The other side of fur

Regarding Xpress’ article “Fur and Against” (Dec. 12, 2007), I would like to help expose the violent brutality of the fur industry. Whether a store markets fur coats or fur-trimmed garments, all fur represents needless animal mistreatment. An ethical company must draw the line at endorsing a product derived from extreme animal abuse. In a compassionate, enlightened society, there is simply no excuse for supporting egregious acts of cruelty.

Animals on fur farms do not receive even minimal protections.  As the Humane Society of the United States reveals on their website (, the handling and killing of cage-raised fur-bearing animals is not regulated by any laws in the U.S., so the gruesome bottom line is that cost-effectiveness cancels out any hope of these creatures being killed humanely. Consequently, they do not receive even minimal protections. Many ranch-raised animals are anally or vaginally electrocuted. A metal conductor is lodged in the animal’s throat and an electric prod is shoved inside the rectum in order to transmit a 240-volt electrical shock. The conscious animal convulses for two or more minutes before he or she succumbs to the force of a massive heart attack.

To minimize expenses, other animals crudely have their necks broken, are injected with strychnine or asphyxiated with carbon monoxide from unfiltered engine exhaust. Animals farmed for their fur live as horribly as they die, confined in cramped, dingy, waste-soaked cages where many suffer or perish from dehydration, starvation, disease or self-mutilation.

Wild-caught animals are mutilated in steel-jaw leg-hold traps. Some chew off their own limbs to escape the pain. Others—on the trap line without water or food, sometimes for days—twitch helplessly until the trapper returns to crush, shoot, suffocate or drown them. Two to 10 times as many nontarget animals (dogs, cats, deer, birds, livestock) are caught in the traps.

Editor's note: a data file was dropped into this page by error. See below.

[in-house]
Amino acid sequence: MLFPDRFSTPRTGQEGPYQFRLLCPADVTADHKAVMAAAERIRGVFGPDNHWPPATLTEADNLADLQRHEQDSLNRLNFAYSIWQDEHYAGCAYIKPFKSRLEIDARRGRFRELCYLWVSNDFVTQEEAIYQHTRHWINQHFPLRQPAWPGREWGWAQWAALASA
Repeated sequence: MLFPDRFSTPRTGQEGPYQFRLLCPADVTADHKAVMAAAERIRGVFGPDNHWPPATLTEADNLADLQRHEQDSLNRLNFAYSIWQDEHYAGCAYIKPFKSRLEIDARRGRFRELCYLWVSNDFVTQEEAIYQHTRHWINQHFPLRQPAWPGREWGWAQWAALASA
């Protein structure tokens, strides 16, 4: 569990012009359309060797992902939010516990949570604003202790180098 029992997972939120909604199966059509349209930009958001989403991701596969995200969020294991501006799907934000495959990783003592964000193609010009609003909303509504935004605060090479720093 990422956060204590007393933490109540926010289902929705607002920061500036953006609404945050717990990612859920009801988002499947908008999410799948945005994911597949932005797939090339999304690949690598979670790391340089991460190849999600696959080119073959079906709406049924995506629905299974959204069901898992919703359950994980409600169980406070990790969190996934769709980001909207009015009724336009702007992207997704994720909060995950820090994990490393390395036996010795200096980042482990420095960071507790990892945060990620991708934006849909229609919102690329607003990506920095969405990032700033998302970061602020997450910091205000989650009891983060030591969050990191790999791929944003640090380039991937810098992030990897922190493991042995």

Please, consumers, don’t support such barbaric and senseless acts of heinous cruelty to animals: Don’t buy fur or fur-trimmed items. And see for yourself the hidden truth of the bloodthirsty fur industry by checking out undercover video at

— Kayla Worden
Western N.C. Regional Coordinator
Mercy For Animals

About Webmaster
Mountain Xpress Webmaster Follow me @MXWebTeam

Before you comment

The comments section is here to provide a platform for civil dialogue on the issues we face together as a local community. Xpress is committed to offering this platform for all voices, but when the tone of the discussion gets nasty or strays off topic, we believe many people choose not to participate. Xpress editors are determined to moderate comments to ensure a constructive interchange is maintained. All comments judged not to be in keeping with the spirit of civil discourse will be removed and repeat violators will be banned. See here for our terms of service. Thank you for being part of this effort to promote respectful discussion.

21 thoughts on “The other side of fur

  1. Nam Vet

    Bless you Karla for highlighting this “elephant in the parlor” situation of mainstream society being on board for killing animals, then eating their dead body parts and using their skin and fur for a garment. It is so neanderthal. Ken Hanke, this is the proper use of the word “neanderthal”. :)

  2. travelah

    I actually like my leather boots, shoes and belts. I suspect I am going to continue having animals slaughtered so I can continue to walk like a CroMagnon. If the anti-progressives continue with their false greening issues, we will all have to figure out how to work with animal hides or leather because we will have been pounded back to the 19th century.

  3. AshaKasha

    Who the hell still wears fur?

    With so many fabulous fauxs and synthetics out there, with much smaller price tags, who has any excuse to support this kind of ghastly cruelty?